Resistance in UK to gay adoption
A recent ICM Research survey conducted for the United Kingdom's National Adoption Week revealed a high degree of resistance to adoption by gay couples.
The poll of 1,007 people found that 40 percent of those questioned think gay male couples should not be allowed to adopt and 36 percent think lesbian couples should be banned from adopting.
Susan Cotton, adoption manager for the charity Action for Children, told the BBC the findings were 'shocking and disappointing.'
'We have successfully placed children with both gay couples and single people. We know it works,' she said.
Swedish plan to legalize same-sex marriage altered
Sweden's four-party government coalition has had trouble agreeing on a measure to legalize same-sex marriage, but the law should be in place by the middle of next year nonetheless.
'We haven't had a common understanding among all the parties of the alliance,' Prime Minister Fredrik Reinfeldt told Sveriges Radio on Nov. 5. 'I respect that there can be different opinions on these types of issues, despite the fact that it hasn't been unclear how the majority feels.'
The Christian Democrats party was the lone holdout and, in the end, forced the government to agree to proceed by introducing a parliamentary bill to legalize same-sex marriage rather than by submitting a government proposal, which is what the government wanted to do.
'The government will place a joint proposal for a new law, including everything apart from the issue of making it gender-neutral. Then the three 'pro-gay' government parties in the Parliament will introduce bills with the gender-neutral component,' said Jon Voss, editor of the Swedish gay Web site QX.se. 'Sweden will have a gender-neutral marriage during the first half of 2009.'
Same-sex marriage is legal in Belgium, Canada, the Netherlands, South Africa and Spain, and will become legal in Norway in January.
In the U.S., same-sex marriage is legal in Connecticut and Massachusetts. It was legal in California until Nov. 4, when voters amended the state constitution to negate the May state Supreme Court ruling that legalized it.
Pro-same-sex-marriage lawyers have asked the California Supreme Court to suspend the amendment's taking effect, arguing that because of its far-reaching effects on the constitution's structure and purpose, the 'amendment' actually is a 'revision' of the constitution, which cannot be 'revised' solely via a ballot initiative.
Caribbean health officials want repeal of buggery laws
Some government officials in attendance at the recent annual meeting of the Pan Caribbean Partnership Against HIV/AIDS called for repeal of laws that criminalize gay sex as a pathway to slowing the spread of the virus, the Caribbean Media Corporation reported.
'If we repeal the Buggery Act it reduces risky behavior and puts the onus on men who have sex with men to act in a responsible way,' said Dr. Peter Figueroa, head of the Jamaican Ministry of Health's AIDS program. 'When people see themselves as excluded or discriminated against and stigmatized, it promotes risky behavior.'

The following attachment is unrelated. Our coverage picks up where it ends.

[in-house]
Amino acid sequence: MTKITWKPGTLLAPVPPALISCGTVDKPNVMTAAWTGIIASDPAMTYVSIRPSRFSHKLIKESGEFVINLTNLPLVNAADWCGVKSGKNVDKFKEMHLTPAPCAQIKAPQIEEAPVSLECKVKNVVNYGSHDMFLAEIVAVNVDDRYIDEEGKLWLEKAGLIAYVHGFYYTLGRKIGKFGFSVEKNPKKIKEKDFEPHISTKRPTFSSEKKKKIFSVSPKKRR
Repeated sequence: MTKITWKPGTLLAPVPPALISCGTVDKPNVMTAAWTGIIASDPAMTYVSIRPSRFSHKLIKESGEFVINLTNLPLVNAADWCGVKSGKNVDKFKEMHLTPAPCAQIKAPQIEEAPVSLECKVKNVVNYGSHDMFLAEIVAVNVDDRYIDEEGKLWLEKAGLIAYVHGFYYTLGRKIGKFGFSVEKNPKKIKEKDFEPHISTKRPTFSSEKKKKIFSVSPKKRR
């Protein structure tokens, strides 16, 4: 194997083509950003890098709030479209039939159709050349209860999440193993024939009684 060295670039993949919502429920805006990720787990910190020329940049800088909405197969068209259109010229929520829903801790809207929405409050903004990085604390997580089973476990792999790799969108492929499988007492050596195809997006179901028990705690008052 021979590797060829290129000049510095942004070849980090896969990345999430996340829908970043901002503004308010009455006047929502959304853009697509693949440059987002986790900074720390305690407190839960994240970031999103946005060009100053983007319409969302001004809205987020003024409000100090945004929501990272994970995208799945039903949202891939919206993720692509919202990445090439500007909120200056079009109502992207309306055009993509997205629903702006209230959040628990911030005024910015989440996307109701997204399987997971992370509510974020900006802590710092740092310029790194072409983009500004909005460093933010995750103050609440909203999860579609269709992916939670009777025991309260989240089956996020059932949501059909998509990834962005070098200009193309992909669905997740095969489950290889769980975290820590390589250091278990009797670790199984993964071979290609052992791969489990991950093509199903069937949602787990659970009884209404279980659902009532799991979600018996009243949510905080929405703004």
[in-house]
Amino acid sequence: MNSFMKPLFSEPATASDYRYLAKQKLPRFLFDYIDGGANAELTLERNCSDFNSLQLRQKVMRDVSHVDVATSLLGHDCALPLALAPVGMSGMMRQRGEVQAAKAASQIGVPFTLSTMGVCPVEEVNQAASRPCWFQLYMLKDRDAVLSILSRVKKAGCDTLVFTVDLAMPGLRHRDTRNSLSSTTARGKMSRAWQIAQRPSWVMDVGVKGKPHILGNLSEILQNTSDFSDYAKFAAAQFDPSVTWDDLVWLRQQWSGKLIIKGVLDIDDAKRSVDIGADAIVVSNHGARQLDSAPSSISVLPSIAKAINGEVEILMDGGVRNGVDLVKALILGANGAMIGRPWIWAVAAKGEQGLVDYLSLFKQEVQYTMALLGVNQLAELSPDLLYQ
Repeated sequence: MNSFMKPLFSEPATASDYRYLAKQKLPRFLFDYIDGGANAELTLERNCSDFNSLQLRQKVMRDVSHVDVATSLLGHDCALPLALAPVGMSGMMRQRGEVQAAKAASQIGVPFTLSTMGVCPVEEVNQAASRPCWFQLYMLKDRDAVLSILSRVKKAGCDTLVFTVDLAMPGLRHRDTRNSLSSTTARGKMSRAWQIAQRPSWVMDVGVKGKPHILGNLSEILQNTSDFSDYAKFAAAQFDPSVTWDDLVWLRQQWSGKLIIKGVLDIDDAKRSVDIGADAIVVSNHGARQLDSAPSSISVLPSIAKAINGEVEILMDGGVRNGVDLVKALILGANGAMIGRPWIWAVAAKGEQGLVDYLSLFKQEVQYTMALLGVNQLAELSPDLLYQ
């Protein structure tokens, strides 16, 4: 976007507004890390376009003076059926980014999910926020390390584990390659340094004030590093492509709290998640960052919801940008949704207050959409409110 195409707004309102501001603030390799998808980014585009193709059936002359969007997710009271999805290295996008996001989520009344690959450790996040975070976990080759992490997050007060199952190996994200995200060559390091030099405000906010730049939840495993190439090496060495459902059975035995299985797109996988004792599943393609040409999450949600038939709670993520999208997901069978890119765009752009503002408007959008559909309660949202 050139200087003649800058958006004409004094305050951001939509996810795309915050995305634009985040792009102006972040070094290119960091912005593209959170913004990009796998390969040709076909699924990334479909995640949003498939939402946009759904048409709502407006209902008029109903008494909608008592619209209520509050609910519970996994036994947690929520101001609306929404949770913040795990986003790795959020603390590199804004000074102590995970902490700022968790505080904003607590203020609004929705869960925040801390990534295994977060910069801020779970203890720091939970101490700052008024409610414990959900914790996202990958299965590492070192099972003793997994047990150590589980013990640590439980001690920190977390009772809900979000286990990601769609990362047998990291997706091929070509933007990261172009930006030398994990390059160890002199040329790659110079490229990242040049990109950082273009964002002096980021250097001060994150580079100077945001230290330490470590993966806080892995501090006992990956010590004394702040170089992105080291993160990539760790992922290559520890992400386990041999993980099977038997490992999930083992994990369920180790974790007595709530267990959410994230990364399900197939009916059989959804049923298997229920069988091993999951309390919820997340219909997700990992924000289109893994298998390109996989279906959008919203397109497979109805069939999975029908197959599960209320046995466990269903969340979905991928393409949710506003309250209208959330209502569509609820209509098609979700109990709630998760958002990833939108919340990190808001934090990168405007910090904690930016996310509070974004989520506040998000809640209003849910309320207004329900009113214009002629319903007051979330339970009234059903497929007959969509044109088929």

The health minister of the island nation of Dominica, John Fabien, agreed, saying: 'We need to take this to another level, I think the level of prime ministers. ... The whole question of men who have sex with men ... we can't bow our heads in the sand and say it does not happen. I will be driving the process back home and try to see how we could get things going. ... We need to really fall in line and try to get it off the books.'
Barbados' health minister, Dr. David Estwick, asked, 'What are we going to do about reaching men who have sex with men when we have laws against their sexual activity in most Caribbean countries?'
Jamaica's Figueroa added that when gay sex is stigmatized, 'it drives not only the epidemic underground, but it also means that men who have sex with men disguise their sexuality, take on a girlfriend and have sex with women who are unaware that they are really people who have sex with men, and therefore this acts as a bridge in terms of HIV transmission from the gay community.'
The meeting was held in Montego Bay, Jamaica.
According to Amnesty International, 11 Caribbean-area nations continue to ban gay sex—Antigua and Barbuda, Barbados, Belize, Dominica, Grenada, Guyana, Jamaica, Saint Kitts and Nevis, Saint Lucia, Saint Vincent and the Grenadines, and Trinidad and Tobago.
Norwegian church will not marry gays when law takes effect
Norway will become the seventh nation to grant same-sex couples access to full marriage in January, but the dominant Church of Norway will not marry gays, the state church's bishops said Oct. 8.
Pastors will be permitted to offer prayers for gay couples who get married but may not bless them, the bishops said.
Same-sex marriage also is allowed in Belgium, Canada, the Netherlands, South Africa, Spain and, in the U.S., California, Connecticut and Massachusetts.
—Assistance: Bill Kelley